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Iuliano, Fiorenzo. "“I’m Not a Loser, I’m Just Drawn That Way”: Comix, Graphic Novels, and the Ethos of the Anti-Hero." Iperstoria 3 2014. Accessed 23 Feb. 2024. <https://iperstoria.it/article/view/641>. 
Added by: joachim (2/23/24, 5:02 PM)   
Resource type: Web Article
Language: en: English
Peer reviewed
DOI: 10.13136/2281-4582/2014.i3.641
BibTeX citation key: Iuliano2014
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Categories: General
Keywords: Character, Historical account, USA
Creators: Iuliano
Collection: Iperstoria
Views: 15/114
Attachments   URLs   https://iperstoria.it/article/view/641
Abstract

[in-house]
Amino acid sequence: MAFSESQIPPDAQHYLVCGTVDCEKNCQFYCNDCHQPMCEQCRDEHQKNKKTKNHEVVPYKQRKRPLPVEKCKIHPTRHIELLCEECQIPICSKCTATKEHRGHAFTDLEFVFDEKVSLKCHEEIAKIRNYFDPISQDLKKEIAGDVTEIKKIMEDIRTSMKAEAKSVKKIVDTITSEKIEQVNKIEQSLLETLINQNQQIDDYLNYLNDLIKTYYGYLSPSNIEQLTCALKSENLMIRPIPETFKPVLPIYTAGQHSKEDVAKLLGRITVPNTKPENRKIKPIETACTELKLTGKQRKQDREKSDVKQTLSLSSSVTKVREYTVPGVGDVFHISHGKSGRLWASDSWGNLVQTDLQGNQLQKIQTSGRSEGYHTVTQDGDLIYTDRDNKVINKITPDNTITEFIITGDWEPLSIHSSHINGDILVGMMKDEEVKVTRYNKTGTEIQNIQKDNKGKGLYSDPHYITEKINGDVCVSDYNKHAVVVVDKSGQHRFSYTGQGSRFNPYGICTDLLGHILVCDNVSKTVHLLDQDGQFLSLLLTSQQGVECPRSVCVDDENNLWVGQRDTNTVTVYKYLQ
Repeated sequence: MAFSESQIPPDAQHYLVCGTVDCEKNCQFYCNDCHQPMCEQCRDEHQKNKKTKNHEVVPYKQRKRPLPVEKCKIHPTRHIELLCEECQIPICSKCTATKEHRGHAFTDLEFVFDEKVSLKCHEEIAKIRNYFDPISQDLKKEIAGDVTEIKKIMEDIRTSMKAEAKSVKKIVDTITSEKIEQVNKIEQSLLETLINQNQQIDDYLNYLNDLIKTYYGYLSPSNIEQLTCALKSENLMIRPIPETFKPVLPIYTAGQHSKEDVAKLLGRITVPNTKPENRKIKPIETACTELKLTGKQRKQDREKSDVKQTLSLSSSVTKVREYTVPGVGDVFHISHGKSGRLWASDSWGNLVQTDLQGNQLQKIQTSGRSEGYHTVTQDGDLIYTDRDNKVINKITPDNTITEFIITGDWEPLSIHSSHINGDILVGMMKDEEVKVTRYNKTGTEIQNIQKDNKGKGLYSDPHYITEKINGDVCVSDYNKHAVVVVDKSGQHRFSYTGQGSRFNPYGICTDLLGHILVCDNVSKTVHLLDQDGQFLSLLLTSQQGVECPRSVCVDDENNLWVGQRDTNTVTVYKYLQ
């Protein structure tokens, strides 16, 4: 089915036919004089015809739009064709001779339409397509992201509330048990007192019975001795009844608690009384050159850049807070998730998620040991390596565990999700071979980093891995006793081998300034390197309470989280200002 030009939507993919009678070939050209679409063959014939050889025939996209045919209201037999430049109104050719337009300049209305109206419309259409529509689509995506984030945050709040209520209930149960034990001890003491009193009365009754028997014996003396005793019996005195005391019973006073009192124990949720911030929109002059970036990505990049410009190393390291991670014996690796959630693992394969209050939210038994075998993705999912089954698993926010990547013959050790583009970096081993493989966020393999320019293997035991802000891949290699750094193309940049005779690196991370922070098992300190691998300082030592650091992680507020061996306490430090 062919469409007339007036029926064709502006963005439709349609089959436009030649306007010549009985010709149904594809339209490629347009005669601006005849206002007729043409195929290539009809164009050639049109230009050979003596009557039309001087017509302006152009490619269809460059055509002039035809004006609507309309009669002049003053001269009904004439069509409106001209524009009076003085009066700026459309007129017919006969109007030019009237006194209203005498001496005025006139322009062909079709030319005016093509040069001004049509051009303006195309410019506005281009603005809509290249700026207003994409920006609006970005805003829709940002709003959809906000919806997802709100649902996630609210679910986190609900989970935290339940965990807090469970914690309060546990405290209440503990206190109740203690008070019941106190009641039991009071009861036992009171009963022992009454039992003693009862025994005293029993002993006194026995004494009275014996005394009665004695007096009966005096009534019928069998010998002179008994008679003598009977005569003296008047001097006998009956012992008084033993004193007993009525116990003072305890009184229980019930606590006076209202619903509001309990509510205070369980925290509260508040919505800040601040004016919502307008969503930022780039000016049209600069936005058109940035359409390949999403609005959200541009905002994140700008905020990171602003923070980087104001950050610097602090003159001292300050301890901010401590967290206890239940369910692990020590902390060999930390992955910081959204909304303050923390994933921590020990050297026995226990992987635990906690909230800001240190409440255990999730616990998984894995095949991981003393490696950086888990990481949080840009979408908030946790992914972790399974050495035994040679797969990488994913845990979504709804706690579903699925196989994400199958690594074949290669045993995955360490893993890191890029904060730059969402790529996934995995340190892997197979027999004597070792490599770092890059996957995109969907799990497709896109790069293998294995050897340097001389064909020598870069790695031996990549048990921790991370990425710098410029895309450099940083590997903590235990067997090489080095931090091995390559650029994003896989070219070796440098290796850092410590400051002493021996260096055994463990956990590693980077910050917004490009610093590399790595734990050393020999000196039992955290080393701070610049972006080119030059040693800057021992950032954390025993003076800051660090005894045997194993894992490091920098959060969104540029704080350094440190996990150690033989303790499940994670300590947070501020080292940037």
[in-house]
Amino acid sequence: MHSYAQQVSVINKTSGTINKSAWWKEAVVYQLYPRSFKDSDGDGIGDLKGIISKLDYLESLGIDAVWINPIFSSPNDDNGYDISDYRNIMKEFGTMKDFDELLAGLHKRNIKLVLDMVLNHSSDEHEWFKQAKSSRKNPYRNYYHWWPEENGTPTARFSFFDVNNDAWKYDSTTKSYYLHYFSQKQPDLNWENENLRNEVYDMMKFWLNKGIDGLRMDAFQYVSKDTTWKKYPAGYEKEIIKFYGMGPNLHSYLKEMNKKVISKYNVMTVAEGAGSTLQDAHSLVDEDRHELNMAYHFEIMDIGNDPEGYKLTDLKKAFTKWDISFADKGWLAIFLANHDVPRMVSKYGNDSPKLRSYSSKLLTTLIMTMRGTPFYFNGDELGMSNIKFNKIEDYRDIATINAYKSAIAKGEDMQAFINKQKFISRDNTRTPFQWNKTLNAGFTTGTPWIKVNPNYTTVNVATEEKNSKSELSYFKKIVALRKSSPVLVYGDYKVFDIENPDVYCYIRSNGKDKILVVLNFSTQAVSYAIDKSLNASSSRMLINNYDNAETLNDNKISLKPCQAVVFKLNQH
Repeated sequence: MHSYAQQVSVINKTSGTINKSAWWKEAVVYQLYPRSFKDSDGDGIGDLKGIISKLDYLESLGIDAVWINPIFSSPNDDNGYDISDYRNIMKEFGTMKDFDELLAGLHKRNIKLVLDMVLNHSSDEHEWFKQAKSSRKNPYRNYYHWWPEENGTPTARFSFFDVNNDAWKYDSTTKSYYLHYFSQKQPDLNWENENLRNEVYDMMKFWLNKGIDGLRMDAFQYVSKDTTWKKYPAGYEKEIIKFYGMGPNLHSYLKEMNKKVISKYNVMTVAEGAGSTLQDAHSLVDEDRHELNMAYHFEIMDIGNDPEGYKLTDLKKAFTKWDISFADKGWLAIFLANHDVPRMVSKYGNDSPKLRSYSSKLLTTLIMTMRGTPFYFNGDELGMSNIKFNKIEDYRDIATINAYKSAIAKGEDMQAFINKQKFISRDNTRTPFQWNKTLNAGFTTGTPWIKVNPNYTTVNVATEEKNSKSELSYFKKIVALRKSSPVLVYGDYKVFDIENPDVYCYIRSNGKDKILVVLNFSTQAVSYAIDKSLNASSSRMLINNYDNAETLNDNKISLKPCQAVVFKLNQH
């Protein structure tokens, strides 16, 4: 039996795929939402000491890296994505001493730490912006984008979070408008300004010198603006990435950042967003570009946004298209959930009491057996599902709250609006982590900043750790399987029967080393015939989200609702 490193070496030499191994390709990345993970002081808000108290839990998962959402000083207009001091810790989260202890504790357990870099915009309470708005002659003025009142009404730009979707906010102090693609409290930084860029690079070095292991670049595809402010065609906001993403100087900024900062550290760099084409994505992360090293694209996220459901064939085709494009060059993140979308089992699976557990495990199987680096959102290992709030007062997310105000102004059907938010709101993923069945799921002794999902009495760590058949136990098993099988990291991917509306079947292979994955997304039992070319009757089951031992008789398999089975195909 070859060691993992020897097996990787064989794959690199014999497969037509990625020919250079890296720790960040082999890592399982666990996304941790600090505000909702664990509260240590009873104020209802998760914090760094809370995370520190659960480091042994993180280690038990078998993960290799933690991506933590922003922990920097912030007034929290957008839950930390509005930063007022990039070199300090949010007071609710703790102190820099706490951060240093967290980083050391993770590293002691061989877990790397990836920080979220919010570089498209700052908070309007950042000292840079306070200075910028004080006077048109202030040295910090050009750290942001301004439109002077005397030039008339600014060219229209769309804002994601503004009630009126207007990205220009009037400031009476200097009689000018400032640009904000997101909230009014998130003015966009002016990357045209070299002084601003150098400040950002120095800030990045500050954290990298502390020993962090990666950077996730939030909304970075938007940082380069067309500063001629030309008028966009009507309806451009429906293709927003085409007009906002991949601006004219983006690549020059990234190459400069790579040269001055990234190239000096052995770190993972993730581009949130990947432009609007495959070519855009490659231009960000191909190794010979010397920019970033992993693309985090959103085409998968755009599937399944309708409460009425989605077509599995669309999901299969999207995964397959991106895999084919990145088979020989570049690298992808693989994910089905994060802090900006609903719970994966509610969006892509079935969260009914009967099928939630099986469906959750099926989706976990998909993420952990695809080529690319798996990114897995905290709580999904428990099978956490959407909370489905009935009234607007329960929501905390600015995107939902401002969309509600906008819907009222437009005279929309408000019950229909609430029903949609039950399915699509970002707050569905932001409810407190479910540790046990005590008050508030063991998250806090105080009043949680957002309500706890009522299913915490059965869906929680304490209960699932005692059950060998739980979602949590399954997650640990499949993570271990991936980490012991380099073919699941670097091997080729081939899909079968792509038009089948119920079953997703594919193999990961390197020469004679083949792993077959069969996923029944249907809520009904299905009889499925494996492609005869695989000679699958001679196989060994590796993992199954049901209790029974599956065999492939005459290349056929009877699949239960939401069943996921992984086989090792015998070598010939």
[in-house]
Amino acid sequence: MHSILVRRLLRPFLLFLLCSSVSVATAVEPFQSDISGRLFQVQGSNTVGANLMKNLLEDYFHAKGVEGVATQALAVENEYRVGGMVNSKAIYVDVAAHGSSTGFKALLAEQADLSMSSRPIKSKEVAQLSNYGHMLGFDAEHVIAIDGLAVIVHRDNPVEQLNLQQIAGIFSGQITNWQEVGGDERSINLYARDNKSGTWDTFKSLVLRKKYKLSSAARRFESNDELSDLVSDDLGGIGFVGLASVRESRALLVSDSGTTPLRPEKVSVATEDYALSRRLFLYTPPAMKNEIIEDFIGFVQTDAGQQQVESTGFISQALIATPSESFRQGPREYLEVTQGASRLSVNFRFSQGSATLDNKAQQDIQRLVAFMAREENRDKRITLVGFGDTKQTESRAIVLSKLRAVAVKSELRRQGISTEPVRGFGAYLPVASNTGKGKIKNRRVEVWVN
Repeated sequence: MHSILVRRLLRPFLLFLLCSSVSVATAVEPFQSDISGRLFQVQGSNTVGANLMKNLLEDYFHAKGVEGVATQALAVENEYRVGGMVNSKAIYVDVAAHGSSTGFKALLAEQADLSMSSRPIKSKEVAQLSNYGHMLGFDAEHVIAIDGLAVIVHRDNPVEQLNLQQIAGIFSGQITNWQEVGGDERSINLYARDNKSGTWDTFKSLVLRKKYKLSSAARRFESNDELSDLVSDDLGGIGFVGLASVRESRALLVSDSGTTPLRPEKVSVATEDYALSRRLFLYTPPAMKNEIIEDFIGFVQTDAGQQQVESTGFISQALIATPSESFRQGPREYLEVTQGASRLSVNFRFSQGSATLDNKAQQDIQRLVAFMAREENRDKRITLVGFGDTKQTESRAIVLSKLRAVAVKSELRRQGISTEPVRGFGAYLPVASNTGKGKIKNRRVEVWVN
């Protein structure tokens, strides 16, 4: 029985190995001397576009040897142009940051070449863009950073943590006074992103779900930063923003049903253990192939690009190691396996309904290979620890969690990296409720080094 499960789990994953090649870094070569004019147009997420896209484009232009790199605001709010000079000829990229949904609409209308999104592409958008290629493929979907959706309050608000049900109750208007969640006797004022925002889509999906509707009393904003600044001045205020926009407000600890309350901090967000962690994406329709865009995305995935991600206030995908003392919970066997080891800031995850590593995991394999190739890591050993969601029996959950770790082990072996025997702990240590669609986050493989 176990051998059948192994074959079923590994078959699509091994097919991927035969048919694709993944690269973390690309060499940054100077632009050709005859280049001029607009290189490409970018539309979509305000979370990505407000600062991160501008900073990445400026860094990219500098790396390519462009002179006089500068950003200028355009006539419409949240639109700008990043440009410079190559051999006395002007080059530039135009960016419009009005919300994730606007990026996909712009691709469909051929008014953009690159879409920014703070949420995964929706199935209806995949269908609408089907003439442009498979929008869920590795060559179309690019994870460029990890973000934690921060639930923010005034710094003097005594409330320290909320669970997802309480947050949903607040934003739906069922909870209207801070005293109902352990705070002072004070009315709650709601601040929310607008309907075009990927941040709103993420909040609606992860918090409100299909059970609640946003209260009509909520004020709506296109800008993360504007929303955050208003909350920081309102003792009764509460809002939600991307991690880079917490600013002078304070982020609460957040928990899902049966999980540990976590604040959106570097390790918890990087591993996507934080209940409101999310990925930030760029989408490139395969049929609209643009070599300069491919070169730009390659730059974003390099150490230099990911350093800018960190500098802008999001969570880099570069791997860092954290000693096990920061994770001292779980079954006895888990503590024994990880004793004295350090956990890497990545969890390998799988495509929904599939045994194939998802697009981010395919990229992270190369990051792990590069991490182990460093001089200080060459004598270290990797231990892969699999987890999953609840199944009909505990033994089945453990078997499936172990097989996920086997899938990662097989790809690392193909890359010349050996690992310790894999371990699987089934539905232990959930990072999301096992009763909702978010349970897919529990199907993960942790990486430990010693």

American comics are, still today, often regarded as undemanding books starring a few well-known superheroes wearing masks and costumes. This is only partially true: comics are not necessarily about superheroes, the latter being starred, in fact, only in a limited amount of the comics ever published and circulated in the US. The golden age of comics, which saw superhero comics gain immense popularity, reached its momentum in the 1930s, when Superman, Captain America and Wonder Woman were created in order to give a body and a face to traditional American values (like freedom and democracy), and, thus, to symbolically vilify the European dictatorships of the time. Before the 1930s, however, comic strips published in magazines and newspaper chiefly featured ordinary people (or sometimes animals), often portrayed in surreal and paradoxical contexts. In the immediate aftermath of the Second World War, superheroes were not the only protagonists of comic stories, horror and science fiction comics being, at the time, as much as popular as the stories about superheroes. The supremacy of superheroes in American comics was sanctioned during the Cold War. When the Comics Code Authority, established in order to prevent young people from reading those comics that would encourage bad behavior, imposed its ban upon a high number of publications, only superheroes were spared, since they clearly met at least one of the Authority’s requirements: “in every instance good shall triumph over evil and the criminal punished for his misdeeds” (Johnson 81). From the 1960s, the traditional superhero’s features started to change: no longer an exclusively “positive” figure, the new superhero was “the psychologically torn hero-villain” (Witek 49). The late 1960s and (especially) the 1970s, saw the increasing popularity of independent and underground comics, which in few years secured their niche in the comics industry: stories of antiheroes, as well as parodies of the most celebrated comics heroes, gained an almost immediate following. The era of graphic novel (from the late 1970s on), finally, witnessed the birth of art comics, radically different, on the whole, from old superheroes magazines, and the growing importance of authorship over marketability.
  
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